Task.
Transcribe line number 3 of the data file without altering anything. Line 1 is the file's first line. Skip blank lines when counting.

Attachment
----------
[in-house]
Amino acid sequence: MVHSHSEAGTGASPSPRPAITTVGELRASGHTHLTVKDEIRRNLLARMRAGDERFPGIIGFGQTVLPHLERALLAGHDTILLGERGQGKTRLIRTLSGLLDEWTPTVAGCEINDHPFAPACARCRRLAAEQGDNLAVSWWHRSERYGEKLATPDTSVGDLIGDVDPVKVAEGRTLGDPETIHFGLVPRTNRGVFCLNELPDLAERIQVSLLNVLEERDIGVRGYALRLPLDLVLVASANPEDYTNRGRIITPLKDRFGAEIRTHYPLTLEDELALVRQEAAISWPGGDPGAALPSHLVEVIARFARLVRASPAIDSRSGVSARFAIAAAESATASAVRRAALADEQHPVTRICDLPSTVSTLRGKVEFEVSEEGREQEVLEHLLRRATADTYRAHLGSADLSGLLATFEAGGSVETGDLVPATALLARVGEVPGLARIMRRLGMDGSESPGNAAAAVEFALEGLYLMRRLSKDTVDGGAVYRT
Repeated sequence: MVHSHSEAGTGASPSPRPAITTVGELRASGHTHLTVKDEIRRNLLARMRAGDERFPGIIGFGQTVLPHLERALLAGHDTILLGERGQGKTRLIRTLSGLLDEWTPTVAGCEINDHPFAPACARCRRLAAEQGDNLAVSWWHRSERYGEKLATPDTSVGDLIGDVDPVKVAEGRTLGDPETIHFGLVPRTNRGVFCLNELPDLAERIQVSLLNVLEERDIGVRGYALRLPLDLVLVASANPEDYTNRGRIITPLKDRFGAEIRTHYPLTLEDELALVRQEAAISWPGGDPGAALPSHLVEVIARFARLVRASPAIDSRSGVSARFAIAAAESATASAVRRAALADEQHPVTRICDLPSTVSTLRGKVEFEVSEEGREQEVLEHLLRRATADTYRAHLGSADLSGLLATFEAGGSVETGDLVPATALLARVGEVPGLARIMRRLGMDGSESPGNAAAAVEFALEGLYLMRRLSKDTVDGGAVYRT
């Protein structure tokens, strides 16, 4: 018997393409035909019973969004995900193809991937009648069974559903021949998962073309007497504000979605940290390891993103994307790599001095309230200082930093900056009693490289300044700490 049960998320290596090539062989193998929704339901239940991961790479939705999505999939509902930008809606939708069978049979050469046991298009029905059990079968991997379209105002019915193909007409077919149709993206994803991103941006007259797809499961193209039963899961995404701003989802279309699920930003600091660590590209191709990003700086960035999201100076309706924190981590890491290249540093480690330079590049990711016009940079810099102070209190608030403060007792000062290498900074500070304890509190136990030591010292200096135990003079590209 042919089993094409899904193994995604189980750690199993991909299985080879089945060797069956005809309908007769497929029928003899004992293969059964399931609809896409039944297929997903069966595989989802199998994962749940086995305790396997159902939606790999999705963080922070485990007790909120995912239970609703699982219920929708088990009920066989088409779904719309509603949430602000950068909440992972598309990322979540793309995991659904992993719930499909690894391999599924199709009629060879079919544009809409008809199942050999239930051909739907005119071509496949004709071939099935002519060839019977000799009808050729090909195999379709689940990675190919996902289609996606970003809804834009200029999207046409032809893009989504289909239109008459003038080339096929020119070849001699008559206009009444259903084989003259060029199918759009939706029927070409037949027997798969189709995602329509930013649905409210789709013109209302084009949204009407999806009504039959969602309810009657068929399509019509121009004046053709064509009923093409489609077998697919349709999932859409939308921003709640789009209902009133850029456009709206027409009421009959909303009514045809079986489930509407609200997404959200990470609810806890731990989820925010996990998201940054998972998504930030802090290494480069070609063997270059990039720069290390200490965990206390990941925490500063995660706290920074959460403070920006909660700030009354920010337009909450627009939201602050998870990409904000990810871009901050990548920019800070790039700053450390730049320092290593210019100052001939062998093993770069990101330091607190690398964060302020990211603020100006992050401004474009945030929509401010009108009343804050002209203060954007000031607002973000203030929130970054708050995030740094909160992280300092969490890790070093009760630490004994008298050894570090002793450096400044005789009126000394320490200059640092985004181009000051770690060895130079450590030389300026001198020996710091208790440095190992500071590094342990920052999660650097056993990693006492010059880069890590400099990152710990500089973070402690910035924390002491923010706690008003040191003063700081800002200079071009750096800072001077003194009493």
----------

Repeated sequence: MVHSHSEAGTGASPSPRPAITTVGELRASGHTHLTVKDEIRRNLLARMRAGDERFPGIIGFGQTVLPHLERALLAGHDTILLGERGQGKTRLIRTLSGLLDEWTPTVAGCEINDHPFAPACARCRRLAAEQGDNLAVSWWHRSERYGEKLATPDTSVGDLIGDVDPVKVAEGRTLGDPETIHFGLVPRTNRGVFCLNELPDLAERIQVSLLNVLEERDIGVRGYALRLPLDLVLVASANPEDYTNRGRIITPLKDRFGAEIRTHYPLTLEDELALVRQEAAISWPGGDPGAALPSHLVEVIARFARLVRASPAIDSRSGVSARFAIAAAESATASAVRRAALADEQHPVTRICDLPSTVSTLRGKVEFEVSEEGREQEVLEHLLRRATADTYRAHLGSADLSGLLATFEAGGSVETGDLVPATALLARVGEVPGLARIMRRLGMDGSESPGNAAAAVEFALEGLYLMRRLSKDTVDGGAVYRT